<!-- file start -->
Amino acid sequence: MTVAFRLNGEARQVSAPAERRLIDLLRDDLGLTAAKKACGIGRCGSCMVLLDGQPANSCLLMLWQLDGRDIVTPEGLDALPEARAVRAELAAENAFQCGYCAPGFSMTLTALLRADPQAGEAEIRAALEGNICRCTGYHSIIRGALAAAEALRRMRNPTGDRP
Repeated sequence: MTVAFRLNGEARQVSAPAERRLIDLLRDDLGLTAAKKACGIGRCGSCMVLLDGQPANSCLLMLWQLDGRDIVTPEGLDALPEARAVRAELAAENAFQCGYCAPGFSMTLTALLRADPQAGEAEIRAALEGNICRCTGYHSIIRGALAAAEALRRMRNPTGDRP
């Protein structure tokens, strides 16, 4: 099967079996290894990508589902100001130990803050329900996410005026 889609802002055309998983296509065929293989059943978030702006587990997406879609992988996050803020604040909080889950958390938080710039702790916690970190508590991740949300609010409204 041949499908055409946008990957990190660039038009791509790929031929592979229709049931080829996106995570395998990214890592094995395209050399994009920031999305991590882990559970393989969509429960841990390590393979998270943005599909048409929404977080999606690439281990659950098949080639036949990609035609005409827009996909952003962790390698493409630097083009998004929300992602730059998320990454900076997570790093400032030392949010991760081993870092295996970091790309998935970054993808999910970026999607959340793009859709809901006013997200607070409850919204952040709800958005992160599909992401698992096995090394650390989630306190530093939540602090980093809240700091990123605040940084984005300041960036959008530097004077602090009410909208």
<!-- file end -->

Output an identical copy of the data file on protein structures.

Amino acid sequence: MTVAFRLNGEARQVSAPAERRLIDLLRDDLGLTAAKKACGIGRCGSCMVLLDGQPANSCLLMLWQLDGRDIVTPEGLDALPEARAVRAELAAENAFQCGYCAPGFSMTLTALLRADPQAGEAEIRAALEGNICRCTGYHSIIRGALAAAEALRRMRNPTGDRP
Repeated sequence: MTVAFRLNGEARQVSAPAERRLIDLLRDDLGLTAAKKACGIGRCGSCMVLLDGQPANSCLLMLWQLDGRDIVTPEGLDALPEARAVRAELAAENAFQCGYCAPGFSMTLTALLRADPQAGEAEIRAALEGNICRCTGYHSIIRGALAAAEALRRMRNPTGDRP
């Protein structure tokens, strides 16, 4: 099967079996290894990508589902100001130990803050329900996410005026 889609802002055309998983296509065929293989059943978030702006587990997406879609992988996050803020604040909080889950958390938080710039702790916690970190508590991740949300609010409204 041949499908055409946008990957990190660039038009791509790929031929592979229709049931080829996106995570395998990214890592094995395209050399994009920031999305991590882990559970393989969509429960841990390590393979998270943005599909048409929404977080999606690439281990659950098949080639036949990609035609005409827009996909952003962790390698493409630097083009998004929300992602730059998320990454900076997570790093400032030392949010991760081993870092295996970091790309998935970054993808999910970026999607959340793009859709809901006013997200607070409850919204952040709800958005992160599909992401698992096995090394650390989630306190530093939540602090980093809240700091990123605040940084984005300041960036959008530097004077602090009410909208």